Re: "Too Busy" Error Needed "Roy T. Fielding" <fielding@simplon.ICS.UCI.EDU>
Date: Thu, 9 Jun 1994 23:49:22 +0200
From: "Roy T. Fielding" <fielding@simplon.ICS.UCI.EDU>
To: Multiple recipients of list <email@example.com>
Subject: Re: "Too Busy" Error Needed
X-Listprocessor-Version: 6.0c -- ListProcessor by Anastasios Kotsikonas
Kevin Altis wrote:
> I believe a fundamental difference between the 500 and 503 error response
> is that the 503 response is machine readable regardless of any extra text
> or html the server might return with the response as content. That is, a
> client or proxy that receives a 503 message knows that the remote server is
> currently unavailable because it is too busy. If you just wanted a human
> readable response, then a 500 response would suffice as long as the Web
> client displayed that message to the user, not all clients do.
Absolutely! I know my client doesn't because it passes the response code
between routines as a number and saves it for later referral.
For my application, the actual text response is useless.
> While, I don't wish to create a separate server response for every
> eventuality (Henrik's point is well taken) I do believe that we need some
> way of conveying machine readable semantics in the server response as a
> fundamental piece of quality of service.
> Since the headers are currently a flat information space, the obvious thing
> to do is create a new header response for something like a busy remote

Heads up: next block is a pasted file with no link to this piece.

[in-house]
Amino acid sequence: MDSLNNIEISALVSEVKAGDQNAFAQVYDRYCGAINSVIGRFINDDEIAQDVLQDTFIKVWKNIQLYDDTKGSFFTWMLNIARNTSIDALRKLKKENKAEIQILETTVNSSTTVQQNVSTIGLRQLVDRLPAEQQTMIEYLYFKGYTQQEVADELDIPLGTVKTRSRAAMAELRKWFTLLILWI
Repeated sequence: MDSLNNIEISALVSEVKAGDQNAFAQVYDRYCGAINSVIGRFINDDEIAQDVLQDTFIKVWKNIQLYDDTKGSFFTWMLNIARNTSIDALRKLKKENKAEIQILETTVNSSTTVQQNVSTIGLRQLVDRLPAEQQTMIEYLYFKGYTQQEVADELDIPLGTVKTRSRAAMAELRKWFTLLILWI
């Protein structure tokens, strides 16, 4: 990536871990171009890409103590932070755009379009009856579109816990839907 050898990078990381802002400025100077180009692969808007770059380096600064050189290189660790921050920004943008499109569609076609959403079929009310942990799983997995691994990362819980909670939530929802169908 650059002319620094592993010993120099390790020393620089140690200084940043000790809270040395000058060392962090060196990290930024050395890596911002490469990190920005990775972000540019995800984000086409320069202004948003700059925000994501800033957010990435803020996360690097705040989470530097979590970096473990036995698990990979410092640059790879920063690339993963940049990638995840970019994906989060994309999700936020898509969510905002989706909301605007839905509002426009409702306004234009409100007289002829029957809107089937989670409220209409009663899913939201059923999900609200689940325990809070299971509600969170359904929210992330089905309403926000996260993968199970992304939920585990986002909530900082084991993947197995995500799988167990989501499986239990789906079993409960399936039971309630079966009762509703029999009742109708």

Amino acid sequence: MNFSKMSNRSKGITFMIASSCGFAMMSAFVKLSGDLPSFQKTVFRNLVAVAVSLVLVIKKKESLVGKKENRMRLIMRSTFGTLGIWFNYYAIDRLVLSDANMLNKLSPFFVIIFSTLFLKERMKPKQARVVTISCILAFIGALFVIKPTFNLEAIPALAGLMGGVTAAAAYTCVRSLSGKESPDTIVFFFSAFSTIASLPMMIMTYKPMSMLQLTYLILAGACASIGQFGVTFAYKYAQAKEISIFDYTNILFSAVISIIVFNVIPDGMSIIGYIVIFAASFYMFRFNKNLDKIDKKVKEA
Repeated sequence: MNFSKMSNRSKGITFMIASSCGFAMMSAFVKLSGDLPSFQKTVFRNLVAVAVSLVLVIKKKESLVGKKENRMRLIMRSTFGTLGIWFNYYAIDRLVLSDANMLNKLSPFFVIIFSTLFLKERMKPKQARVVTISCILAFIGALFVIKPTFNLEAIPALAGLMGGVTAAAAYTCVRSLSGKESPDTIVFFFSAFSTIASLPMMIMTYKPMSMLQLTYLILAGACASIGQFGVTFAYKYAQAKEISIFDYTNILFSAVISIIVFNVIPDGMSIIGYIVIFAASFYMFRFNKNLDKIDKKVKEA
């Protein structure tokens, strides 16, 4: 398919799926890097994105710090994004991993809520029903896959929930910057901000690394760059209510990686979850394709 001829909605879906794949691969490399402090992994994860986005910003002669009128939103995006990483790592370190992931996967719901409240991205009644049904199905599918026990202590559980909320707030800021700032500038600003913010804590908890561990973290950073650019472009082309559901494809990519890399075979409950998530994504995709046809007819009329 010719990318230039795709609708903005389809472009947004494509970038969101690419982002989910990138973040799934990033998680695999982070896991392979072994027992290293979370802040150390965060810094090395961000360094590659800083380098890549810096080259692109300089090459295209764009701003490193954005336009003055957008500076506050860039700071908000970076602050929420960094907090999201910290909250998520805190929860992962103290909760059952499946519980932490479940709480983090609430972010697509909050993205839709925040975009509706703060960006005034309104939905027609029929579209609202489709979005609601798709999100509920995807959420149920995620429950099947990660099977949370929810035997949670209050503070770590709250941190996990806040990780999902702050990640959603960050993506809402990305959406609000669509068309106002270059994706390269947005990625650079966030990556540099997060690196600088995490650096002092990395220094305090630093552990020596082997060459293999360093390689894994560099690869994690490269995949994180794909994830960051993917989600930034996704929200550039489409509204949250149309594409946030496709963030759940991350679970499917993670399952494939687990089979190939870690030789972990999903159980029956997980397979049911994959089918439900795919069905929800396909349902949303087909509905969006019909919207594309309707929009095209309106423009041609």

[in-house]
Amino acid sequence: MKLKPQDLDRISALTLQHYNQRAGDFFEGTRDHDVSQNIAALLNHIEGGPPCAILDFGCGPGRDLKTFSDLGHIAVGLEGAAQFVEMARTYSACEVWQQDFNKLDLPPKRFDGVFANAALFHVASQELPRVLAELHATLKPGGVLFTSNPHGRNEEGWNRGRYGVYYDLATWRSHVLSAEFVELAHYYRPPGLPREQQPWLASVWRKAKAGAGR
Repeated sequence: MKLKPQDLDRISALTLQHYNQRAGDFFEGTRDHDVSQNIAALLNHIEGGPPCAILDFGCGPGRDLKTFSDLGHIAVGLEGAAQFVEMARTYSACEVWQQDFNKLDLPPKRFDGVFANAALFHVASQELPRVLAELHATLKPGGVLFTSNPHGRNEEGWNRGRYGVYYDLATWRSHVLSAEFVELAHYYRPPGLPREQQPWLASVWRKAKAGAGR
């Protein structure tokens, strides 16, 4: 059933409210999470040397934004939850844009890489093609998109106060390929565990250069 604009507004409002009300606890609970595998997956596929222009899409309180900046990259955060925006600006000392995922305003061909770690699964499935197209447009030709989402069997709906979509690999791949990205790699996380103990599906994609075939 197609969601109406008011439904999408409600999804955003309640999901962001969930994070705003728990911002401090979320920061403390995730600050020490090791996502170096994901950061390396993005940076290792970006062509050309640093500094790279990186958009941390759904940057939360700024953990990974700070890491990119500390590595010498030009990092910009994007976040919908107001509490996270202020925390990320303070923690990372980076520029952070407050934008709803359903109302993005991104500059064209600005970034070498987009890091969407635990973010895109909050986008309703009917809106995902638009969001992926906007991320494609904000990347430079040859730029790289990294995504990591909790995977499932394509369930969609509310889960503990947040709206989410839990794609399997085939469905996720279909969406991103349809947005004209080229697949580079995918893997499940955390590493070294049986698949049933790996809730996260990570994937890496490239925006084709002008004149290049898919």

> server. Perhaps the guideline for adding a new response should be whether
> making the response machine readable makes any sense versus just displaying
> a response to the user which requires them to take some action. This
> implies that clients always display a 5xx response to the user if an
> automatic action is not possible. This fits with our current model for
> response codes in the 2xx, 3xx, and 4xx classes as well.
That brings up a question I was grappling with yesterday...
I am building the start of a generic WWW library for Perl (i.e. given
any URL and method name, it will perform that method using that URL's
scheme and return the response as if it was an HTTP response). The library
will start with support for HTTP and FILE and more schemes will
be added (collaboratively, I hope) over time.
The question is: what error code should be passed back if a particular
scheme has not yet been implemented? This is similar to the
"501 Not Implemented" response from a server, but it needs to be clear
that the error is due to a limitation of the client.
Currently, I am using "601 Not Implemented". Would 101 be better?
Should there be a block of numbers set aside for internal client responses?
How do other clients handle this?
...Roy Fielding ICS Grad Student, University of California, Irvine USA
<A HREF="http://www.ics.uci.edu/dir/grad/Software/fielding">About Roy</A>